The King’s Acceptance Speech

So, the Oscars and the BAFTAs of 2011 have been and gone and proved themselves mostly unsurprising.

This isn’t a negative. The buzz surrounding The King’s Speech was generated from a combination of script, direction and acting which further proves the credentials of the UK Film Council (Jeremy Hunt, take note) and acts as a nice umbrella for the quality of British film as a whole. Tom Hooper’s individual style, quickly developing into an auteurship supported by previous work (The Damned United springs to mind, with cinematography that strongly echoes The King’s Speech), was married with icons of British and international cinema in a way that benefitted financially and (very much so) creatively.

And then there’s the script.  There’s screenwriter David Seidler.

There’s Seidler’s acceptance speeches.

It has been well documented that Seidler suffered from a stammer as a child, that George VI was a personal hero and that The King’s Speech began life as a play, seen by Tom Hooper’s parents as a staged reading in Islington. They told him to send it to their son and the rest, as the uncreative say, is history.

Fast forward to 2011 and Seidler is on two world stages, first at the BAFTAs and then at the Oscars, accepting awards for Best Original Screenplay. Though Seidler “cured” his stammer as a teenager (with copious bouts of swearing, words he would eventually put into the mouth of his childhood hero) the fact remains that these speeches were steady, considered and fluent.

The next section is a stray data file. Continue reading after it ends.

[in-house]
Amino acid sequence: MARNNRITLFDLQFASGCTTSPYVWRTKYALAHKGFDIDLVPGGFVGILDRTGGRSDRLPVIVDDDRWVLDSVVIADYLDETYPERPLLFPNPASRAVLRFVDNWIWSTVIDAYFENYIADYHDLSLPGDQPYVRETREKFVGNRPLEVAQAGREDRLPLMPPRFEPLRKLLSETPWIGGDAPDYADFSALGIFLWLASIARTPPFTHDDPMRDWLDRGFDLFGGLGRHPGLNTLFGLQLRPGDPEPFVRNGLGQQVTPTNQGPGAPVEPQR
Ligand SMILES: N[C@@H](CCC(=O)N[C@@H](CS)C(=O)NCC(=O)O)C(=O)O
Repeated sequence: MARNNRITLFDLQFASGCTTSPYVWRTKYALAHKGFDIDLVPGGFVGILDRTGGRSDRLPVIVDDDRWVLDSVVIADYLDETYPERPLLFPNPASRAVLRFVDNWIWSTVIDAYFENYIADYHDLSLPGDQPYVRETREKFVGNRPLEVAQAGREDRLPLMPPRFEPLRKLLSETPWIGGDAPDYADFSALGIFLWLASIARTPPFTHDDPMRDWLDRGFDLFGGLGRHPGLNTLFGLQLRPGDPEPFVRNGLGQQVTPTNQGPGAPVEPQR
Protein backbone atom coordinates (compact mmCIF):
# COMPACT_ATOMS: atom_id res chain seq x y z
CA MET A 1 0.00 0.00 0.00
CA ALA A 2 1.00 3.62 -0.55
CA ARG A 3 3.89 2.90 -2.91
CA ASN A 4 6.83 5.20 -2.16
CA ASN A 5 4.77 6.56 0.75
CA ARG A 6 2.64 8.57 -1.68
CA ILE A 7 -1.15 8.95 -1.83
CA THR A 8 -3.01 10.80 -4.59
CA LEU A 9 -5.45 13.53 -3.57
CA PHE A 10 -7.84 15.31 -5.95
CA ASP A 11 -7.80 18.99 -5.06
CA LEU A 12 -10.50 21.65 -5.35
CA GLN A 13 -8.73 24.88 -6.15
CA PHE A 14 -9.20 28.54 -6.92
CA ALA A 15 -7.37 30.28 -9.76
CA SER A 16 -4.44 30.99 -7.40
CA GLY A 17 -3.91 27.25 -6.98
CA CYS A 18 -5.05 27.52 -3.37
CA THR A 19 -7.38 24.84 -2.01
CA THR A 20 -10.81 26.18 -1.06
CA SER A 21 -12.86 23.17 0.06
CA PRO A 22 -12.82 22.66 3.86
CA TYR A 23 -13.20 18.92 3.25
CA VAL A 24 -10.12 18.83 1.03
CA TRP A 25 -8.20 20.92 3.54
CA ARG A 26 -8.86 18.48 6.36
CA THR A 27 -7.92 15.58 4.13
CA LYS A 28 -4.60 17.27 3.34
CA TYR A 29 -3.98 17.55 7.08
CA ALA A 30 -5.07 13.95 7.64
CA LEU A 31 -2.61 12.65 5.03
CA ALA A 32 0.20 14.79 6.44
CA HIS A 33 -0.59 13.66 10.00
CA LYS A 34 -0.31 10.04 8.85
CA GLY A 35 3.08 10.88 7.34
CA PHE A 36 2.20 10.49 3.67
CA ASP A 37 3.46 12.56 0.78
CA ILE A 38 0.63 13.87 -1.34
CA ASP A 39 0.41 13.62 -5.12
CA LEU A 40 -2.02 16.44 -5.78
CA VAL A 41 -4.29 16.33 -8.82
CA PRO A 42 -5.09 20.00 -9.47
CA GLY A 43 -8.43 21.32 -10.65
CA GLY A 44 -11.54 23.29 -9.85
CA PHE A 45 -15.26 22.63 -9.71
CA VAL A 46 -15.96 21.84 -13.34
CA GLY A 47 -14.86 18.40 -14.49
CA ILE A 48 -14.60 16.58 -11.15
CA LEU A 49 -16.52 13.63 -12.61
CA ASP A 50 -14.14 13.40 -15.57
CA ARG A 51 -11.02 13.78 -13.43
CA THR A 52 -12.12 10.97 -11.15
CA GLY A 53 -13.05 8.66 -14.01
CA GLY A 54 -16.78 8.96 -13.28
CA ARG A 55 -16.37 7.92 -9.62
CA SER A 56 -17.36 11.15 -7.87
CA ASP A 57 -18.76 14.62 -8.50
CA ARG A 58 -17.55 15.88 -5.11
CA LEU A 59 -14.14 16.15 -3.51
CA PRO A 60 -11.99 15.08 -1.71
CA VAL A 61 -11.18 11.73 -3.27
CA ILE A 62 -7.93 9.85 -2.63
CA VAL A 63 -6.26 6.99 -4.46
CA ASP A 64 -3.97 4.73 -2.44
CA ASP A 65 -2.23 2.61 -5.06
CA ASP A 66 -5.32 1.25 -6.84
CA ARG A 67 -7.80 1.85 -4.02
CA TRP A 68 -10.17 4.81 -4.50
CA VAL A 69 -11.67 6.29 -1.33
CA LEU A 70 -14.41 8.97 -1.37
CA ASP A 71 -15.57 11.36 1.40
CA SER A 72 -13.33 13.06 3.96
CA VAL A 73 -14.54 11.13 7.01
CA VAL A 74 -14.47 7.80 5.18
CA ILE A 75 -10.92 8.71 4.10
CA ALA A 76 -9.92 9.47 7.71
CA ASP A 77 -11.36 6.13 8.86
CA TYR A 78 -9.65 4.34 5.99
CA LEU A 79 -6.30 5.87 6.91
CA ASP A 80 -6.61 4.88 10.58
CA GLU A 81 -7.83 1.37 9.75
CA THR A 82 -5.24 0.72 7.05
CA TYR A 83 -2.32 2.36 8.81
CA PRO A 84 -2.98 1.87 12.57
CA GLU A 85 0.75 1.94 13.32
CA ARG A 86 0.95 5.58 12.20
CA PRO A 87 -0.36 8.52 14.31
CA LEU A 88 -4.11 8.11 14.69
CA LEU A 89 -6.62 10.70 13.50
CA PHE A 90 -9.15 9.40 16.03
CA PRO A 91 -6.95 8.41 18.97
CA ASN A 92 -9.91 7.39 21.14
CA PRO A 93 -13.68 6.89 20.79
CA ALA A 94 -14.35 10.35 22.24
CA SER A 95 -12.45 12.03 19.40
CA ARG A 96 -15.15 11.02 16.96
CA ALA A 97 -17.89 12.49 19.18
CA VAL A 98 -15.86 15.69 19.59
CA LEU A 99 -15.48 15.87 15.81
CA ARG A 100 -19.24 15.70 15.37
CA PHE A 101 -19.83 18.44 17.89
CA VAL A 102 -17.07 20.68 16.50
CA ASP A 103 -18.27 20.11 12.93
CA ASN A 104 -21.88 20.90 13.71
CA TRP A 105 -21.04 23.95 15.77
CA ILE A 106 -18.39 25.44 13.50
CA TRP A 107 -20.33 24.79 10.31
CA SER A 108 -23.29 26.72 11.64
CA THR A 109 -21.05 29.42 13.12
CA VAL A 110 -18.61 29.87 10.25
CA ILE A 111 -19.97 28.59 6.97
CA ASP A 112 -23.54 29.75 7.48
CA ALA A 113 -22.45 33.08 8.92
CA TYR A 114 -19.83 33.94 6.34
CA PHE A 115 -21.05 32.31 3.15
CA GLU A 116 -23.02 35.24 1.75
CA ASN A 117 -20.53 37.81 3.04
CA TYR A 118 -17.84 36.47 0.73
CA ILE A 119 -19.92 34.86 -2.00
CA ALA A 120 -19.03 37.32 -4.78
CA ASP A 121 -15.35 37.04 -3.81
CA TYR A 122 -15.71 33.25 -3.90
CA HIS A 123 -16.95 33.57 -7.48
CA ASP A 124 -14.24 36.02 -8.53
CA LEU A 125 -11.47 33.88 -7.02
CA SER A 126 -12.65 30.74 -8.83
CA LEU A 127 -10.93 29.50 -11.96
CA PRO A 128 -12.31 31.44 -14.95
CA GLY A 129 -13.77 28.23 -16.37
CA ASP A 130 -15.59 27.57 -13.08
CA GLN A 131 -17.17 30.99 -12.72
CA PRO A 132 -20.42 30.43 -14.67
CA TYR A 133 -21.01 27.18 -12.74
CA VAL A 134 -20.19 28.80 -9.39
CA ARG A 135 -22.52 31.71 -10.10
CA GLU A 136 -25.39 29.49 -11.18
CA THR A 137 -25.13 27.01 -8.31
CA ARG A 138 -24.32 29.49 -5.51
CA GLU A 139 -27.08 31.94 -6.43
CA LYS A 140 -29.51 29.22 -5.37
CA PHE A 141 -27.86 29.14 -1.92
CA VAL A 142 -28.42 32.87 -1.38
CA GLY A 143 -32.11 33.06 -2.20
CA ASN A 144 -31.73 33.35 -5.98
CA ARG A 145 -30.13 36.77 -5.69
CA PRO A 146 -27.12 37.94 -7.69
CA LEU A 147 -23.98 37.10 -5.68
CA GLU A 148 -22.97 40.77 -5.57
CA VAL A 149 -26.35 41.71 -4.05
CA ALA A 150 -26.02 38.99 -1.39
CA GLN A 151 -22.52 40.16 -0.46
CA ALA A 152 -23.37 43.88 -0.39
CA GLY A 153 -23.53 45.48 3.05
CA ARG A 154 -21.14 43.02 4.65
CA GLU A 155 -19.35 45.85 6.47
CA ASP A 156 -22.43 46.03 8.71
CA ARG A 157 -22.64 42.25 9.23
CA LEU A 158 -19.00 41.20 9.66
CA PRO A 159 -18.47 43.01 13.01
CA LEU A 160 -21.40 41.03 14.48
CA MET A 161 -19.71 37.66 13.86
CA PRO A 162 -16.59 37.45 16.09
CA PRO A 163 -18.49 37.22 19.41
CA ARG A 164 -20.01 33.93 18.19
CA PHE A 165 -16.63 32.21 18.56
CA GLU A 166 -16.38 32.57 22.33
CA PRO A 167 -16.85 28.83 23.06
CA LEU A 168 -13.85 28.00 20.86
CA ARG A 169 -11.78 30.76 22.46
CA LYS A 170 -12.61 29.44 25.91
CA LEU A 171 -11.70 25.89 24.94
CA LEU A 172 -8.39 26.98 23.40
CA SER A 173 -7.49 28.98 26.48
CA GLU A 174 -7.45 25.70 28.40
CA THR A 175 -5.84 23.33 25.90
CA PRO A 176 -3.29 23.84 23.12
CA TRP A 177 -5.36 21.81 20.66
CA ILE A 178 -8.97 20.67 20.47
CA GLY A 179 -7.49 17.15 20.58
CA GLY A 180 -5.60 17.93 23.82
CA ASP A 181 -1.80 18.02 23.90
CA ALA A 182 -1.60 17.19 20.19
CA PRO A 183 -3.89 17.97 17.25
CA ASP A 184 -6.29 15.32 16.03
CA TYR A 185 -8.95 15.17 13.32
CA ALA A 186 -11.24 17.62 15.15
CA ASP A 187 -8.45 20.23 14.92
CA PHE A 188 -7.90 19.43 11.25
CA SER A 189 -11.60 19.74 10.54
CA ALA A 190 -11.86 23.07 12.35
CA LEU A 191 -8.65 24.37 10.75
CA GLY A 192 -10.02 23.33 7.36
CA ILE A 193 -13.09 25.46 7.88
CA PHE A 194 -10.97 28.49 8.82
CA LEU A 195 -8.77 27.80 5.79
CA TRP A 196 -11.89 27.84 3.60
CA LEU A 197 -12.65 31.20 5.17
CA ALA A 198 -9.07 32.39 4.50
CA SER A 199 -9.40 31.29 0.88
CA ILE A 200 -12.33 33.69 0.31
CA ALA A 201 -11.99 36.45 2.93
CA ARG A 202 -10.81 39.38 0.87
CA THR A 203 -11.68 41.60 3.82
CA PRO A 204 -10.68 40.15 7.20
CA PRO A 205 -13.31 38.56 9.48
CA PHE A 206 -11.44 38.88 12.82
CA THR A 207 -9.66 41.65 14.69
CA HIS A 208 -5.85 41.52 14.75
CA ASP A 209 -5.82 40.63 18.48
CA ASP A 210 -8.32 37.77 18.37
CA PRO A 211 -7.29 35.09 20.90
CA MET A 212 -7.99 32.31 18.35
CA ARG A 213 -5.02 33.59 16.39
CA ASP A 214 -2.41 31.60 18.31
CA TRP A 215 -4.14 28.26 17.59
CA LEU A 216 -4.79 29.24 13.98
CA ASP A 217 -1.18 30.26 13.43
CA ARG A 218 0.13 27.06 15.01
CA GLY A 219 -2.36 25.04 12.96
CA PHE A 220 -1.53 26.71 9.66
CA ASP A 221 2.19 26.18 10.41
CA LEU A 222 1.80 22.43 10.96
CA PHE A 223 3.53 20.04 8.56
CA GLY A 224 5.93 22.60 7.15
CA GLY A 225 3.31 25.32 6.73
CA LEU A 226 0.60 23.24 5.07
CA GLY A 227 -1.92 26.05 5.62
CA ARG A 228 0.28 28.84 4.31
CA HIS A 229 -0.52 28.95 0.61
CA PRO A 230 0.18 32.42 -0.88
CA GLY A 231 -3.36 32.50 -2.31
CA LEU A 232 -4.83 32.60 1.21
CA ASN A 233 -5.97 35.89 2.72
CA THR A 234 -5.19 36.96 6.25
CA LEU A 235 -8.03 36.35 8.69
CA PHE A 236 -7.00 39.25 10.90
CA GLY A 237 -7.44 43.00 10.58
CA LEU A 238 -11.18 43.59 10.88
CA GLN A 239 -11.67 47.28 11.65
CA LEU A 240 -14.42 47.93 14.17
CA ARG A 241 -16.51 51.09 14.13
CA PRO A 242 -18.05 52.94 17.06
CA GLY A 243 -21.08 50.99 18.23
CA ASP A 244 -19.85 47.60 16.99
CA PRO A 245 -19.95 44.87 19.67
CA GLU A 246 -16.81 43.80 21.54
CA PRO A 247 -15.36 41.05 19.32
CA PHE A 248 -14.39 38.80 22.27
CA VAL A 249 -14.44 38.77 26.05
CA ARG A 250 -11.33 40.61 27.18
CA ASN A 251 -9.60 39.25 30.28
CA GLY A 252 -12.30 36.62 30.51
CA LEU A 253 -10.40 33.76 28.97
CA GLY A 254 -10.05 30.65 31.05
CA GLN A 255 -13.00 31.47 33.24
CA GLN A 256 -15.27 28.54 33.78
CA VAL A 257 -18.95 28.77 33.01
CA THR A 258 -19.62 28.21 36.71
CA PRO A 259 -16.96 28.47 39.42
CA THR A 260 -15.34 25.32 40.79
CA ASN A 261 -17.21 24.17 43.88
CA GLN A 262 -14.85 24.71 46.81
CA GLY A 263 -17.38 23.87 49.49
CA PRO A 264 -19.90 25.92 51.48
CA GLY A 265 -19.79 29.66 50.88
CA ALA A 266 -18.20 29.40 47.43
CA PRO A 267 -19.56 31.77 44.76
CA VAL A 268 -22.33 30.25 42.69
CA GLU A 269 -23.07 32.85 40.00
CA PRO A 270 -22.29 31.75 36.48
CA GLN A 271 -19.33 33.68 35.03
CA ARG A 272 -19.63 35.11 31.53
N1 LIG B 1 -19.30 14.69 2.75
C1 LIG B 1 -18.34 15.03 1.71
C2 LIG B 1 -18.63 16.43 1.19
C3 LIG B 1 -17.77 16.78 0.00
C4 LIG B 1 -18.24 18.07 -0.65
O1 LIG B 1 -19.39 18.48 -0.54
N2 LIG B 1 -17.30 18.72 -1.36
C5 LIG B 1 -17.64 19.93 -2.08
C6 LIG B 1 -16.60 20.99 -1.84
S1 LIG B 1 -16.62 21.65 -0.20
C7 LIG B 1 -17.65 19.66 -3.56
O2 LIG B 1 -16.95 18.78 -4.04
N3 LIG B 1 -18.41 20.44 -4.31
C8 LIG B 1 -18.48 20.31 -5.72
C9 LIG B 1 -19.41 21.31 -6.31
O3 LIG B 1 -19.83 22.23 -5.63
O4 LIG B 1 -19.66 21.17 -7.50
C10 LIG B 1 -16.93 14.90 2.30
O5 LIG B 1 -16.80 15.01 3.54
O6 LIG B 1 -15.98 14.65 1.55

Acceptance speeches are usually imbued with a certain edge–what will they say–how will they say it–will they cry?–but in knowing the parallel stories of Seidler and the King this speech was almost a throwback to the climactic ending of the film. Here was a man, a stammerer, addressing an audience of unimaginable size and doing it live. It’s a sentence that could describe Seidler or George VI in equal measure.

Seidler has been quoted as saying “I decided I deserved to be heard,” and he has been, though for most of his life he’s been putting the words into other people’s mouths. Now it’s his own voice out there for the world to witness, and the stammer has definitely not been invited.